As a report is published confirming the safety of children’s heart surgery in Leeds, Catherine Scott talks to Isabella Cook who has raised £170,000 for the unit which saved her
Isabella Cook was just 13 days old when she had her first lifesaving heart operation.
It was only when she collapsed at ten days old that doctors discovered her heart was on the wrong side, that two chambers were back to front and she had a hole in the heart.
Now aged 16 and smiling brightly it is hard to imagine that she has under gone two more serious heart operations, the most recent just last year which nearly claimed her life. Her lungs filled with fluid and her kidneys stopped working. She was in Leeds General Infirmary for over 10 weeks fighting for survival with her anxious parents Patti and Andy at her side.
“It was terrible,” says Patti from Harrogate. “The surgeons had never performed such an operation on a patient with a heart on the wrong side. They gave her 50:50 chance of survival and there were many times over those weeks that we thought we were going to lose her.
“She was amazing. She was old enough to understand what was happening, to understand that she was dying and so she didn’t complain even though she was attached to so many tubes and monitors she couldn’t move and had to undergo really painful procedures. We had setback after setback and she was exhausted. But the staff were amazing, and they have been through all the years we have been going there with Bella. They have saved her life on so many occasions we have lost count.”
It was while Isabella was in intensive care last year that the Government announced it was suspending children’s heart surgery at Leeds following concerns raised by clinicians in Newcastle and suggestions of high death rates. The unit was closed for a week before reopening after experts confirmed it was safe.
“We couldn’t believe it,” says Patti. “There was some talk that Isabella might need more surgery and we were petrified about what would happen.”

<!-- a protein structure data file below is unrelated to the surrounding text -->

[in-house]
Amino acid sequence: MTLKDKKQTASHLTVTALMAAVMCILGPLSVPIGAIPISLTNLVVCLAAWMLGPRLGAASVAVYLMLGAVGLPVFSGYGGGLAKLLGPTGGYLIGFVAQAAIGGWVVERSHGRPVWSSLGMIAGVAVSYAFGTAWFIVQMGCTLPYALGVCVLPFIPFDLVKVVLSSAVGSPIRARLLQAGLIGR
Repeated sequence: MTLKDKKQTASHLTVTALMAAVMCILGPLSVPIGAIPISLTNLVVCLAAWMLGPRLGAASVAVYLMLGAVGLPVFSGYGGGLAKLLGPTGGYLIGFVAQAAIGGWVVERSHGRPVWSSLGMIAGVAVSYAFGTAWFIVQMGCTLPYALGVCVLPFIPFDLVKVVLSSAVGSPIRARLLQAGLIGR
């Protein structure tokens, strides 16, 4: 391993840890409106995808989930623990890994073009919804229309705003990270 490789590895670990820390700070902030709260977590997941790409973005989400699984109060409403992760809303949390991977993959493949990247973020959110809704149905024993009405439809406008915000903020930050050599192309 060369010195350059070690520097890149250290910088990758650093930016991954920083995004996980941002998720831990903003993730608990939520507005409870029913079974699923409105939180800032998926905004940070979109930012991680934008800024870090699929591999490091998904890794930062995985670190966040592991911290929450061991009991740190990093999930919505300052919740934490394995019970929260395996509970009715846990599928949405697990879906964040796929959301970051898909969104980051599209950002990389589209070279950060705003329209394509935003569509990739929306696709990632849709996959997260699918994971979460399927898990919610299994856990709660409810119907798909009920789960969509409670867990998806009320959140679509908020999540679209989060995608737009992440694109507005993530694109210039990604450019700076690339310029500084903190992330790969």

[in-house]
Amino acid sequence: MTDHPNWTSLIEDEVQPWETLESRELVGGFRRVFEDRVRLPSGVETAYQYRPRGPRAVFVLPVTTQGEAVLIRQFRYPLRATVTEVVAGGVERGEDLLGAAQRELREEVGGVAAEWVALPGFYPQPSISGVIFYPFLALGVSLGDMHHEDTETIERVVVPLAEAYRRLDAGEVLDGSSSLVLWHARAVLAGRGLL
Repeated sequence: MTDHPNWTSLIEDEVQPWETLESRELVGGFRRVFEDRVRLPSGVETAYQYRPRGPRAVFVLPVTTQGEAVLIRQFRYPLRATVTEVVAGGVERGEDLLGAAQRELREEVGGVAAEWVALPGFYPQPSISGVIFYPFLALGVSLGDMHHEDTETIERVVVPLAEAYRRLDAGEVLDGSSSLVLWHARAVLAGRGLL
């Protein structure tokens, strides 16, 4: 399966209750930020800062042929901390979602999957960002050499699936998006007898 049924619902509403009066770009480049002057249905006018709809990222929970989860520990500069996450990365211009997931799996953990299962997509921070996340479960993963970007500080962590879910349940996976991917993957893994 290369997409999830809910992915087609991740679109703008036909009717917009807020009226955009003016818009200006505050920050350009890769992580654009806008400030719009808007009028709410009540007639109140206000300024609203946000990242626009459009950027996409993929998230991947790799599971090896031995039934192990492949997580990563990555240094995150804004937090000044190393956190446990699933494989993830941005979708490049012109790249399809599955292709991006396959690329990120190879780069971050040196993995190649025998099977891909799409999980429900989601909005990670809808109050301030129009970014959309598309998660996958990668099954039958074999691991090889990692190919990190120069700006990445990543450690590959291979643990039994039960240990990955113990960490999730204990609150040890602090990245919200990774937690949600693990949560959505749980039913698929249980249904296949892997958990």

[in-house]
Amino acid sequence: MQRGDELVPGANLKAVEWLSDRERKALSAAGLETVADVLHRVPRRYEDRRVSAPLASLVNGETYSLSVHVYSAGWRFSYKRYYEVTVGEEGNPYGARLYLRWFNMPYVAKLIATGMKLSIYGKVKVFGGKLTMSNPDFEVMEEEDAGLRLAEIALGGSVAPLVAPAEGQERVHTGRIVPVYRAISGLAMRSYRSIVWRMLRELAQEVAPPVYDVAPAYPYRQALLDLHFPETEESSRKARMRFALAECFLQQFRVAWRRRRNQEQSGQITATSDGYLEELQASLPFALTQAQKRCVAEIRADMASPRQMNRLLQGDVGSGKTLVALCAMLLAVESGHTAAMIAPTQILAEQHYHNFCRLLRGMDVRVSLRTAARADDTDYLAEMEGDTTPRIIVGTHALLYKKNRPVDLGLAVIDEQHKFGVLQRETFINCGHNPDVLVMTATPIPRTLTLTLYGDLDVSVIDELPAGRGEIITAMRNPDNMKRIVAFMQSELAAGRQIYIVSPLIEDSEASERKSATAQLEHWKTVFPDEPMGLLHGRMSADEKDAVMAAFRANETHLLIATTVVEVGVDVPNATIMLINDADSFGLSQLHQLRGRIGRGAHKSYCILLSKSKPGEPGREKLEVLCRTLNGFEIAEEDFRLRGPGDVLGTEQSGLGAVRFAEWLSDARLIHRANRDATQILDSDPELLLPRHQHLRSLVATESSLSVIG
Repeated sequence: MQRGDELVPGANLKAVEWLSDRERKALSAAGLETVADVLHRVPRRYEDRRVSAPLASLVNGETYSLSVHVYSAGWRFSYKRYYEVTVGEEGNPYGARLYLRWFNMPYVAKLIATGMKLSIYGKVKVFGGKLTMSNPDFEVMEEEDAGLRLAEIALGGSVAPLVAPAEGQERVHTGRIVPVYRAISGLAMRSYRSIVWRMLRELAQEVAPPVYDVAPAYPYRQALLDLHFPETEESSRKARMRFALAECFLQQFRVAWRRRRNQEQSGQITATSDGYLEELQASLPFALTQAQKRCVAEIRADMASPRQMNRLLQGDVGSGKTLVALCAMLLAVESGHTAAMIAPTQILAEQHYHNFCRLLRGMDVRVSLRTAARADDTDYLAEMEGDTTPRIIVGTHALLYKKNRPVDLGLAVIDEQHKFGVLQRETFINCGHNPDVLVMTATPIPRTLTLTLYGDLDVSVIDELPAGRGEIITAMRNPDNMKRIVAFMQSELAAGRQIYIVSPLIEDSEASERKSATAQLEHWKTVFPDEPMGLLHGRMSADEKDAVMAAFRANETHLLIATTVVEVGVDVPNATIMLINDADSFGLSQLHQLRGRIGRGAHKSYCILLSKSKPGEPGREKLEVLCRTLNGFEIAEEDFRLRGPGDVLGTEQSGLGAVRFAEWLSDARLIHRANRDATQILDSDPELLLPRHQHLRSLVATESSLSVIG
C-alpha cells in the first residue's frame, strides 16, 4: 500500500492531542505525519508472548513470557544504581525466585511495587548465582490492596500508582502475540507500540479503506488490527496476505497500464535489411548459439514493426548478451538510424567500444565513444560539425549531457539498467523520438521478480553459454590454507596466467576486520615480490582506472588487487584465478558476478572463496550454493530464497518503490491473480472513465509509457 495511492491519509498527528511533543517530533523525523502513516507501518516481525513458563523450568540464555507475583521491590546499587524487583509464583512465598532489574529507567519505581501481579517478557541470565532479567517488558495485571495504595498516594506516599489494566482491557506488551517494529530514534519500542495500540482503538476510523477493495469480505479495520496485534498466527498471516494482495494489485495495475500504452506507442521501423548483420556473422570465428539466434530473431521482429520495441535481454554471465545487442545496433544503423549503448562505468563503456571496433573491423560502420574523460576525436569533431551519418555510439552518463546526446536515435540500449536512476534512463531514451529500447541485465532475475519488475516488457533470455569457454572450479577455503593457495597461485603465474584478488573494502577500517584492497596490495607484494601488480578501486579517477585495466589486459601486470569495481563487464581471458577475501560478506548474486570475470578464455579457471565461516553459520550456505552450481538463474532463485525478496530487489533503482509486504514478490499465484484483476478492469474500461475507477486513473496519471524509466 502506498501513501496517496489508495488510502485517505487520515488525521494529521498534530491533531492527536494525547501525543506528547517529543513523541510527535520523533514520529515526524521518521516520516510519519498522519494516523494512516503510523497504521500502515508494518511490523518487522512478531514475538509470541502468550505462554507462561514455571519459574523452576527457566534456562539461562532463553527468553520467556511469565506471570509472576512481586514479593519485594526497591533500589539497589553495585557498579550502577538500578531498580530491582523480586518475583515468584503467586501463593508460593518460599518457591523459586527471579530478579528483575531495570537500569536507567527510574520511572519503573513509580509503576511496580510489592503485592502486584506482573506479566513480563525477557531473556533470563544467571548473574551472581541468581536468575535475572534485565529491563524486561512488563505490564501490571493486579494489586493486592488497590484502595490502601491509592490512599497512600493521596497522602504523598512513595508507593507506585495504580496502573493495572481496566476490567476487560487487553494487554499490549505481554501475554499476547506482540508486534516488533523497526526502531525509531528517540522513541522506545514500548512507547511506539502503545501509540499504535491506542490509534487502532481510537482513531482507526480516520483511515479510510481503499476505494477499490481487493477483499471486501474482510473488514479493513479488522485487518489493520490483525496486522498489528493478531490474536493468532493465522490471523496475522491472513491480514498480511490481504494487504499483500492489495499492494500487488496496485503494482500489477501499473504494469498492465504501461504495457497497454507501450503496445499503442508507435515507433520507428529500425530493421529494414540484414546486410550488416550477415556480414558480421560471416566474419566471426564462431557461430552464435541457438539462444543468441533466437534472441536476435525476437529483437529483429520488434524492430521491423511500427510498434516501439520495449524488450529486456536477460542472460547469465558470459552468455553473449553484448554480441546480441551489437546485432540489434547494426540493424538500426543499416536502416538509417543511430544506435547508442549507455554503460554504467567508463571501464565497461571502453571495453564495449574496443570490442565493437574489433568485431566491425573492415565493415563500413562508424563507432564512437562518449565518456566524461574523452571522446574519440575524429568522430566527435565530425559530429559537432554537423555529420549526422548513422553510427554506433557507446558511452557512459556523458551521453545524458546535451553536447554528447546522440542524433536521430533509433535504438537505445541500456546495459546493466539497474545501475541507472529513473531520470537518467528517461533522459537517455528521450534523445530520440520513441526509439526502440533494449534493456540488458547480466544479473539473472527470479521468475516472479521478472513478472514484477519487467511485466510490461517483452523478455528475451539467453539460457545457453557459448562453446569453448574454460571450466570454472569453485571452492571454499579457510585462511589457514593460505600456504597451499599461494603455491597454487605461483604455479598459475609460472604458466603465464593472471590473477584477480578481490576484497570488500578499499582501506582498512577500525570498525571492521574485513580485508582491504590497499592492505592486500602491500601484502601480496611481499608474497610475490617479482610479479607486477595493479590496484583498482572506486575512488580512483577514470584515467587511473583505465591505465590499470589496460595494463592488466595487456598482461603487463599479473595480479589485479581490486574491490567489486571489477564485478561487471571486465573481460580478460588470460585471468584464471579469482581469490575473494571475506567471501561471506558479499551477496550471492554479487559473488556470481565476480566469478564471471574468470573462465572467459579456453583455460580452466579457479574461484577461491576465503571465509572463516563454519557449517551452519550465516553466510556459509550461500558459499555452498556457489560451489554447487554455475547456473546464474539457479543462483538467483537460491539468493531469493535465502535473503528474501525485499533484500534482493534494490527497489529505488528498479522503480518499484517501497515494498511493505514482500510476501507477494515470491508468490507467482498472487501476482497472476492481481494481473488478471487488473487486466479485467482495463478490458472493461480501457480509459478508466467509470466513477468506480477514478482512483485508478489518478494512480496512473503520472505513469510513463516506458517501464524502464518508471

A report published on Tuesday said the decision to suspend surgery at the unit was based on inaccurate information. It came against the background of campaigning to keep the LGI children’s unit open after it had been chosen to close as part of a national plan to concentrate service in centres of excellence. Isabella and her mum travelled to London to lobby Prime Minister David Cameron to keep the unit open. The plan is to be re-evaluated.
“When Isabella was first taken ill as a tiny baby it took three hours to stabilise her before she could be taken to the LGI. She just wouldn’t have made it to Newcastle. It is vital that the unit in Leeds stays open,” says Patti.
The Cooks started fund-raising for the Children’s Heart Surgery Fund soon after Isabella had her first operation. Since then they have raised an impressive £170,000 and bought two pieces of vital equipment, one which was used on Isabella last year. “It’s really nice to know that it really does make a difference,” says Isabella who has check-ups every three months.
“We were so grateful for what they had done for Isabella that we wanted to do something to say thank you,” says Patti. “When you are in the hospital you realise that lots of the equipment isn’t provided by the NHS it is provided by fund-raising so we thought we’d just hold a little Hallowe’en raffle at our local pub.”
The event raised more than £3,000 and its success made the Cooks believe that they could achieve more.
Since then they have held annual Hallowe’en events and now the Cooks’ Hallowe’en Ball at the Cedar Court Hotel in Harrogate, which takes place this year on Saturday, is a diary date attracting more than 240 guests and last year raising £21,000. As well as the Children’s Heart Fund, they have given money to the kidney unit and also the Sick Children’s Trust.
“While Isabella was in hospital last year my husband and I were able to stay at Eckersley House close by the hospital which is funded by the Sick Children’s Trust. It also meant at weekends our two other daughters Olivia, 13 and Mia 11, could join us.”
Ever since she was old enough, Isabella has helped organise the fund-raising balls. “She writes letters to companies and goes round shops explaining what happened to her.” Isabella, who has a pacemaker fitted to regulate her heartbeat and has to take Warfarin daily, puts together a Powerpoint presentation which she gives to supporters at the Hallowe’en ball.
Last year Isabella was awarded the Yorkshire Child of Courage Award for her fund-raising efforts. Although her heart problems have dogged her life so far, Isabella is a very determined and positive young woman.
“I try not to let it get in the way,” says the St John Fisher sixth former. “When I was younger it was more of a problem as I couldn’t run around so much and I got tired easily and would run out of breathe. But now I try not to let it interfere.”
Isabella is fully aware that she will need a heart and possibly a kidney transplant one day but for the moment she is simply living her life to the full. “It is hard not to worry about her but we have always tried not to treat her any differently,” says mum. “But she wants to go on an exchange trip to France and she is understandably concerned, especially as she has to be very careful about her kidneys. Of course we are concerned too. But the whole reason she has gone through so much and so many operations is so that she can have a life, and so she has to go out and live it.”